In the United States, biomedical research containing human subjects is governed by a baseline standard of ethics known as The Common Rule, which aims to protect a subject's privacy by requiring "identifiers" such as name or address to be removed from collected data. A 2012 report by the Presidential Commission for the Study of Bioethical Issues stated, however, that "what constitutes 'identifiable' and 'de-identified' data is fluid and that evolving technologies and the increasing accessibility of data could allow de-identified data to become re-identified". In fact, research has already shown that it is "possible to discover a study participant's identity by cross-referencing research data about him and his DNA sequence … [with] genetic genealogy and public-records databases". This has led to calls for policy-makers to establish consistent guidelines and best practices for the accessibility and usage of individual genomic data collected by researchers.
Privacy protections for genetic research participants were strengthened by provisions of the 21st Century Cures Act (H.R.34) passed on 7 December 2016 for which the American Society of Human Genetics (ASHG) commended Congress, Senator Warren and Senator Enzi.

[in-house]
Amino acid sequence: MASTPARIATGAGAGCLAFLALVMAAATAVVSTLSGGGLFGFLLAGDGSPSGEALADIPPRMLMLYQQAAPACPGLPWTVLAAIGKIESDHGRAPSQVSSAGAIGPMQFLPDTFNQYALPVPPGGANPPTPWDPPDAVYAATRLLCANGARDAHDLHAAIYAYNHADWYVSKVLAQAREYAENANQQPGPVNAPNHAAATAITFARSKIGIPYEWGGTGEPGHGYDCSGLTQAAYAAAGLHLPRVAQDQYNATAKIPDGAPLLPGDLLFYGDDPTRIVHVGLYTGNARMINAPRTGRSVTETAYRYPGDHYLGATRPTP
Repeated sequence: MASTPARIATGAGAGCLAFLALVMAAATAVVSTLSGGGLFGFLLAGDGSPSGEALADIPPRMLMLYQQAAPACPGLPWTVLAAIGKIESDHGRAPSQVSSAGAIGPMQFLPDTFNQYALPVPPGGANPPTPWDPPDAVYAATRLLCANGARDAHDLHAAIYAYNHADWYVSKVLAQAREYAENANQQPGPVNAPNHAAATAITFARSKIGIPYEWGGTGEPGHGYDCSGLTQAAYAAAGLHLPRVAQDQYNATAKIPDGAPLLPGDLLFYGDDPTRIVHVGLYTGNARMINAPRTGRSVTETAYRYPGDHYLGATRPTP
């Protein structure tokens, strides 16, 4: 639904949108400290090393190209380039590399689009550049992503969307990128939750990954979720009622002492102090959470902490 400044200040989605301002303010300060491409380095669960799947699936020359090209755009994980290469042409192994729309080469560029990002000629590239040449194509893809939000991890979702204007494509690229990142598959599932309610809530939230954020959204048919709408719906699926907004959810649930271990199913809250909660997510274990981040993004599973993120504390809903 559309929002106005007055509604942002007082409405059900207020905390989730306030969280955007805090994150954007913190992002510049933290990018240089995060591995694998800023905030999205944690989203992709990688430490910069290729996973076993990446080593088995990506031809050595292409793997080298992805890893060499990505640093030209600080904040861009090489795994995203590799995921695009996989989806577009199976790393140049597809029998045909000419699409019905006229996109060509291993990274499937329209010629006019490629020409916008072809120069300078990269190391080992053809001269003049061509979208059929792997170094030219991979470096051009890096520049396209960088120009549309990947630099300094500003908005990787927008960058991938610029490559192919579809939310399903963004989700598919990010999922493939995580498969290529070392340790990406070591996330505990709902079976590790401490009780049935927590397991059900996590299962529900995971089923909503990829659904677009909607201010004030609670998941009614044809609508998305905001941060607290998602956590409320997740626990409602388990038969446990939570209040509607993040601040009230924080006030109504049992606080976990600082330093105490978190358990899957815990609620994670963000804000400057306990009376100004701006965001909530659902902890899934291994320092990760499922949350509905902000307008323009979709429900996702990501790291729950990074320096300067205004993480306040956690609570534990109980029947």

The Genetic Information Nondiscrimination Act of 2008 (GINA) protects the genetic privacy of the public, including research participants. The passage of GINA makes it illegal for health insurers or employers to request or require genetic information of an individual or of family members (and further prohibits the discriminatory use of such information). This protection does not extend to other forms of insurance such as life insurance.
The Health Insurance Portability and Accountability Act of 1996 (HIPAA) also provides some genetic privacy protections. HIPAA defines health information to include genetic information, which places restrictions on who health providers can share the information with.
Three kinds of laws are frequently associated with genetic privacy: those relating to informed consent and property rights, those preventing insurance discrimination, and those prohibiting employment discrimination. According to the National Human Genome Research Institute, forty-one states have enacted genetic privacy laws as of January 2020. However, those privacy laws vary in the scope of protection offered; while some laws "apply broadly to any person" others apply "narrowly to certain entities such as insurers, employers, or researchers."
Arizona, for example, falls in the former category and offers broad protection. Currently, Arizona's genetic privacy statutes focus on the need for informed consent to create, store, or release genetic testing results, but a pending bill would amend the state genetic privacy law framework to grant exclusive property rights in genetic information derived from genetic testing to all persons tested. In expanding privacy rights by including property rights, the bill would grant persons who undergo genetic testing greater control over their genetic information. Arizona also prohibits insurance and employment discrimination on the basis of genetic testing results.